3. He prayed to be faithful to the truth. (vv.28-31)
Once a person sees the real life implications of the Scriptures, there will be a conviction about every false way.  Ridding one's life of enslaving lies and habits against the knowledge of God brings the freedom every human heart truly desires.  Living in that freedom only comes through a commitment to diligently put the learning into practice.

How powerful then are the words of Jesus!  Coming to Him is the starting place and cure for every heavy heart.
"I am the way, and the truth, and the life.  No one comes to the Father except through me." (John 14:6)

Saturday, December 8, 2018

My reason for Living

Read Psalm 119:17-24.

What is my reason for living?  Why am I here?

The answer to those questions determines one's true success or failure in life.  We can live to please ourselves, but all the pleasure, power and possessions on earth will not fill the emptiness inside.  We can live for others and serve in great humanitarian efforts, but at the end we will have only made a few improvements on things that one day will all pass away.  When one lives to fulfill God's design for them, they discover personal satisfaction, life-changing service to others, and eternal benefits that can never be taken away.

Where does one begin to discover God's purpose for their lives?  See the psalmist's perspective here in stanza three of this song.

1. His Requests (vv.17-18)
He prayed for God's blessings on his life.  But notice why he wanted to be blessed "bountifully."  It was so he could live in alignment with God's Word.  Next, he prayed that God would help him to have spiritual insight into what he was reading.

2. His Needs (vv.19-20)
This world is not our home.  Our existence here will only be for a number of years.  Eternity is ahead.  Life on this planet then becomes a proving ground and preparation for what is ahead.  A pilgrim in a strange land needs a map, direction, and guidance along the journey.  The psalmist's desire was that God would reveal such direction from His Word and rule in his life's decisions accordingly.

3. His Story (vv.21-23)
He understood from God's Word and from observation that those who stray from God's purposes for their lives suffer the consequences.  But his prayer was that God would remove from him any temptation to stray.  His desire was to be faithful.  Even if respected authorities came against him, he determined in advance to turn to God's Word for counsel and to guide his thoughts.

Friday, December 7, 2018

The secret to avoiding personal Sin

Read Psalm 119:9-16.

The price of spiritual growth and enjoying a personal relationship with the God of heaven is purity.

Beth is the second of 22 stanzas in this acrostic psalm.  The subject continues to be the Word of God but the focus in these verses teaches us the basis of avoiding personal sin.

An unwillingness to give up sin keeps people from coming to Jesus for His forgiveness and cleansing.  For the believer, sin breaks our fellowship with Him and stunts spiritual growth.  Christianity has too many spiritual pygmies.

Many have memorized verses 9 and 11, but the secret to maintaining one's purity is found in verse 10.
1. The desire of purity.
"I seek you."  One who desires to live as they wish with eyes on what pleases them will soon find themselves enslaved in sin.  It is only when our supreme desire is to seek out what God wants that we find true freedom.  Purity begins with wanting to be right with the LORD more than personal wants.

2. The demand of purity.
"With my whole heart."  A half-hearted commitment satisfies no one.  Either we are living for God or we are not.  Purity demands that we forsake everything that displeases the LORD.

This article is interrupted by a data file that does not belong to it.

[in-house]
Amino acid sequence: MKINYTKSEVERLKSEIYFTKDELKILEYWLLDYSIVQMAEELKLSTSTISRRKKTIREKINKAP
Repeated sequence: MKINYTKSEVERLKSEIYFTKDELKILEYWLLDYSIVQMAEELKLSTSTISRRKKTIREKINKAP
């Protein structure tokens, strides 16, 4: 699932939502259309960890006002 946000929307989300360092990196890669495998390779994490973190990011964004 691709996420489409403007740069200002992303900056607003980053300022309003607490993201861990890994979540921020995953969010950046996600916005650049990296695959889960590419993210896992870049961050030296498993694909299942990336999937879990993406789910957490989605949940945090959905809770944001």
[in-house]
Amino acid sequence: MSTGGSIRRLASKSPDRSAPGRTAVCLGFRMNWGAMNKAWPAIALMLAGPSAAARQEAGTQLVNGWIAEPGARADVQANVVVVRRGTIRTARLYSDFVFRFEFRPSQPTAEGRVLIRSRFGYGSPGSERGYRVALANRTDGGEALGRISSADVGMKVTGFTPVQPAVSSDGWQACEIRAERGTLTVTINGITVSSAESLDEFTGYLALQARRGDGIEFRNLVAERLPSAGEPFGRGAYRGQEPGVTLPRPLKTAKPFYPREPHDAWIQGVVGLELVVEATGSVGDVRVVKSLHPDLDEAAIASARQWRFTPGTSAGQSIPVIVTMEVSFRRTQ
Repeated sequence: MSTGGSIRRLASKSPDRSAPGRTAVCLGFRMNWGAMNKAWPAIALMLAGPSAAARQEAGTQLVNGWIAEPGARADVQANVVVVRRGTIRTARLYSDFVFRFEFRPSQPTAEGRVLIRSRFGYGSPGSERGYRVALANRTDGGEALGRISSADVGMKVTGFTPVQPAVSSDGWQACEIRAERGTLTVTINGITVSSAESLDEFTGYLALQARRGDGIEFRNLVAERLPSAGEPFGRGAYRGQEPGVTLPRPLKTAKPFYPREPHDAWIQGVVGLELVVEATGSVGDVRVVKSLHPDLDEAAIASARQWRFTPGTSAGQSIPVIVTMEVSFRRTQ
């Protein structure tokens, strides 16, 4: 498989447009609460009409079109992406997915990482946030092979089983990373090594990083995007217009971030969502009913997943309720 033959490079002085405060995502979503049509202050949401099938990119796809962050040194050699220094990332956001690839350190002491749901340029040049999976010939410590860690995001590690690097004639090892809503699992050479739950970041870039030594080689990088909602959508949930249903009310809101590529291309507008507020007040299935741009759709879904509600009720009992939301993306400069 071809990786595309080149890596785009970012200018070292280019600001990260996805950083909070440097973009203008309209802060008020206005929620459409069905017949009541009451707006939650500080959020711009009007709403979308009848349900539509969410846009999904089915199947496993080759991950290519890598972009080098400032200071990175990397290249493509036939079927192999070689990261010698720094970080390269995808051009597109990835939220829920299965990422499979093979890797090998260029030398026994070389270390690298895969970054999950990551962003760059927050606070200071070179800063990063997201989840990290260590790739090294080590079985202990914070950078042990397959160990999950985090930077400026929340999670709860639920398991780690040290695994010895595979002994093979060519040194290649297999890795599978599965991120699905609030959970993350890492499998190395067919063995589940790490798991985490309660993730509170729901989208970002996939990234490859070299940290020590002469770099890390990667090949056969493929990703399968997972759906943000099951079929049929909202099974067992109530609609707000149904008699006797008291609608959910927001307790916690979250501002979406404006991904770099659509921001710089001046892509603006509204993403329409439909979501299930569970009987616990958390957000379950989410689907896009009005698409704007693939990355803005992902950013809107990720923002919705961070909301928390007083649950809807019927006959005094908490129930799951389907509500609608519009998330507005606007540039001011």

3. The determination of purity.
"Let me not wander from your commandments."  First, we must know what God has commanded in His Word.  Next, we must make a commitment to obey it.  Notice that the psalmist uses the personal reference of "I" 8 times in these 8 verses and, also, the action verbs attached to them.  Then, when confronted with temptation, we have predetermined to go God's way instead of our own.

"No temptation has overtaken you that is not common to man.  God is faithful, and he will not let you be tempted beyond your ability, but with the temptation he will also provide the way of escape that you may be able to endure it."  (1 Corinthians 10:13)

Thursday, December 6, 2018

The starting line for Life-change

Read Psalm 119:1-8.

Many know that is the longest chapter in the Bible.  But most cannot tell you why.  This is an acrostic song and each stanza of 8 verses begins with one of the 22 letters in the Hebrew alphabet.  Presumably this mnemonic device was used to teach and to memorize the psalm.  Notice that every one of the 22 stanzas is focused on the Word of God.

1. The Word of God blesses those who put it into practice. (vv.1-3)
There is no little idealism in these verses, especially the words "do no wrong."  God's Word is perfect but we are not.

2. The Word of God must be diligently practiced. (v.4)
This is a command from God, not a suggestion.  The word "diligently" means quickly and with intensity.  When we know what God has to say, He expects us to do it and to do it now.  There is no easing into obedience with God.  Either we are living in obedience or we are disobedient.

3. The Word of God will drive us to prayer. (v.5)
We all identify with the psalmist's prayer.  Understanding God's perfect Word reveals our sinfulness.  It is not possible to live a life that pleases God without knowing His Word and the enabling power of the Holy Spirit.  Every sincere heart has cried out with the Apostle Paul in Romans 7:24, "Wretched man that I am!"

4. The Word of God should change our behaviors. (vv.6-8)
The psalmist made three personal commitments for life-change:
-"Having my eyes fixed on all your commandments."  Spiritual growth begins with high regard for the Scriptures.
-"I will praise you."  True worship comes from one whose heart is right with God.
-"I will keep your statutes."  Every moment of the day reflects our commitment to practice the Word of God by what we think, what we say, and what we do.